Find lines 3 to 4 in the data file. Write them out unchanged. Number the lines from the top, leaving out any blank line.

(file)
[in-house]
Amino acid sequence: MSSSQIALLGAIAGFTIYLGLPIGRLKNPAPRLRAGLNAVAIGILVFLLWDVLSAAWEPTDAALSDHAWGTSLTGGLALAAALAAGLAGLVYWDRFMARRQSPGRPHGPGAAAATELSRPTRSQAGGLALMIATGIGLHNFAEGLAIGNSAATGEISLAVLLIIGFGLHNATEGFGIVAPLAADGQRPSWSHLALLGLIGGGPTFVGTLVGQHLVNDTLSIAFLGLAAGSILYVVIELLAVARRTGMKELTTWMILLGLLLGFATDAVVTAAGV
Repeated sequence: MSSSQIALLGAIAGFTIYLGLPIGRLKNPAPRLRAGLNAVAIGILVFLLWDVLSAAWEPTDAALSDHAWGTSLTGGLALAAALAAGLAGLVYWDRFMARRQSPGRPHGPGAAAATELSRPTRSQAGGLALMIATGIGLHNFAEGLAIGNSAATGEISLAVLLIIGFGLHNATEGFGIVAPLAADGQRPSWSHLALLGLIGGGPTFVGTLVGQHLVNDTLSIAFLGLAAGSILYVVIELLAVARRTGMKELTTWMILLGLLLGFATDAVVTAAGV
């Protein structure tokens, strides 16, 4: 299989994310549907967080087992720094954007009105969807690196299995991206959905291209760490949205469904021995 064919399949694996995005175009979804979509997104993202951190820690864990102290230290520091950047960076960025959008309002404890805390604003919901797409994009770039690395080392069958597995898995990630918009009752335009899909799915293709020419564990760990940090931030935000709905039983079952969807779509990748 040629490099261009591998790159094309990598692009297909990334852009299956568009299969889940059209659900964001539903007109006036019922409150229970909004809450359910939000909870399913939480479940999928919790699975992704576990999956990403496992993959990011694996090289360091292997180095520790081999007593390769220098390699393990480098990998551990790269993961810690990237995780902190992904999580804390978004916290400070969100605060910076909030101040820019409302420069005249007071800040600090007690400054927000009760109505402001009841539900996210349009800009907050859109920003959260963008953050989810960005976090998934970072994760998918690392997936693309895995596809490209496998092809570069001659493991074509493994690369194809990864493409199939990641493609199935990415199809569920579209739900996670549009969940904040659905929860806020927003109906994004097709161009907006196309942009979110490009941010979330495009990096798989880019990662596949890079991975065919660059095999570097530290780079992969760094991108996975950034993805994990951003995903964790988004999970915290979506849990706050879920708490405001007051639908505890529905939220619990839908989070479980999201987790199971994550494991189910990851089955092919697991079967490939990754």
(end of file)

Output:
Repeated sequence: MSSSQIALLGAIAGFTIYLGLPIGRLKNPAPRLRAGLNAVAIGILVFLLWDVLSAAWEPTDAALSDHAWGTSLTGGLALAAALAAGLAGLVYWDRFMARRQSPGRPHGPGAAAATELSRPTRSQAGGLALMIATGIGLHNFAEGLAIGNSAATGEISLAVLLIIGFGLHNATEGFGIVAPLAADGQRPSWSHLALLGLIGGGPTFVGTLVGQHLVNDTLSIAFLGLAAGSILYVVIELLAVARRTGMKELTTWMILLGLLLGFATDAVVTAAGV
């Protein structure tokens, strides 16, 4: 299989994310549907967080087992720094954007009105969807690196299995991206959905291209760490949205469904021995 064919399949694996995005175009979804979509997104993202951190820690864990102290230290520091950047960076960025959008309002404890805390604003919901797409994009770039690395080392069958597995898995990630918009009752335009899909799915293709020419564990760990940090931030935000709905039983079952969807779509990748 040629490099261009591998790159094309990598692009297909990334852009299956568009299969889940059209659900964001539903007109006036019922409150229970909004809450359910939000909870399913939480479940999928919790699975992704576990999956990403496992993959990011694996090289360091292997180095520790081999007593390769220098390699393990480098990998551990790269993961810690990237995780902190992904999580804390978004916290400070969100605060910076909030101040820019409302420069005249007071800040600090007690400054927000009760109505402001009841539900996210349009800009907050859109920003959260963008953050989810960005976090998934970072994760998918690392997936693309895995596809490209496998092809570069001659493991074509493994690369194809990864493409199939990641493609199935990415199809569920579209739900996670549009969940904040659905929860806020927003109906994004097709161009907006196309942009979110490009941010979330495009990096798989880019990662596949890079991975065919660059095999570097530290780079992969760094991108996975950034993805994990951003995903964790988004999970915290979506849990706050879920708490405001007051639908505890529905939220619990839908989070479980999201987790199971994550494991189910990851089955092919697991079967490939990754």